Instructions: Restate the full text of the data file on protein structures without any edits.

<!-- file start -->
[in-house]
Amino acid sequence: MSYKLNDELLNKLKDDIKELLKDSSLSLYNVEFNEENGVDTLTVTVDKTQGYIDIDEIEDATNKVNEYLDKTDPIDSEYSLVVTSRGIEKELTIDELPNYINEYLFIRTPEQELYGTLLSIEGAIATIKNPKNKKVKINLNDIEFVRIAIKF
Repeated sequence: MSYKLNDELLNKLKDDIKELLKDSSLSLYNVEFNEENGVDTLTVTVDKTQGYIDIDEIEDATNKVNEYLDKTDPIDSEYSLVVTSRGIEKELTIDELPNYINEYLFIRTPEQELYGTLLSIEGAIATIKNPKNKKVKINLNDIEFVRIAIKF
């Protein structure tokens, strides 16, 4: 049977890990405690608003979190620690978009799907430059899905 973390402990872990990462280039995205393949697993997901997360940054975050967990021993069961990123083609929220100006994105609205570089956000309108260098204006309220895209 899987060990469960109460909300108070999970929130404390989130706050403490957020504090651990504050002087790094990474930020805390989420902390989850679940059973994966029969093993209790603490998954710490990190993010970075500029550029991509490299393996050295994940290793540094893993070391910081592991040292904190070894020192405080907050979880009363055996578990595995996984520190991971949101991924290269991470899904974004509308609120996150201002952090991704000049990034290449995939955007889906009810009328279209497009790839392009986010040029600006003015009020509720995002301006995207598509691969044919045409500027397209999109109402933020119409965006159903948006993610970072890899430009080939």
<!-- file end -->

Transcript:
[in-house]
Amino acid sequence: MSYKLNDELLNKLKDDIKELLKDSSLSLYNVEFNEENGVDTLTVTVDKTQGYIDIDEIEDATNKVNEYLDKTDPIDSEYSLVVTSRGIEKELTIDELPNYINEYLFIRTPEQELYGTLLSIEGAIATIKNPKNKKVKINLNDIEFVRIAIKF
Repeated sequence: MSYKLNDELLNKLKDDIKELLKDSSLSLYNVEFNEENGVDTLTVTVDKTQGYIDIDEIEDATNKVNEYLDKTDPIDSEYSLVVTSRGIEKELTIDELPNYINEYLFIRTPEQELYGTLLSIEGAIATIKNPKNKKVKINLNDIEFVRIAIKF
């Protein structure tokens, strides 16, 4: 049977890990405690608003979190620690978009799907430059899905 973390402990872990990462280039995205393949697993997901997360940054975050967990021993069961990123083609929220100006994105609205570089956000309108260098204006309220895209 899987060990469960109460909300108070999970929130404390989130706050403490957020504090651990504050002087790094990474930020805390989420902390989850679940059973994966029969093993209790603490998954710490990190993010970075500029550029991509490299393996050295994940290793540094893993070391910081592991040292904190070894020192405080907050979880009363055996578990595995996984520190991971949101991924290269991470899904974004509308609120996150201002952090991704000049990034290449995939955007889906009810009328279209497009790839392009986010040029600006003015009020509720995002301006995207598509691969044919045409500027397209999109109402933020119409965006159903948006993610970072890899430009080939």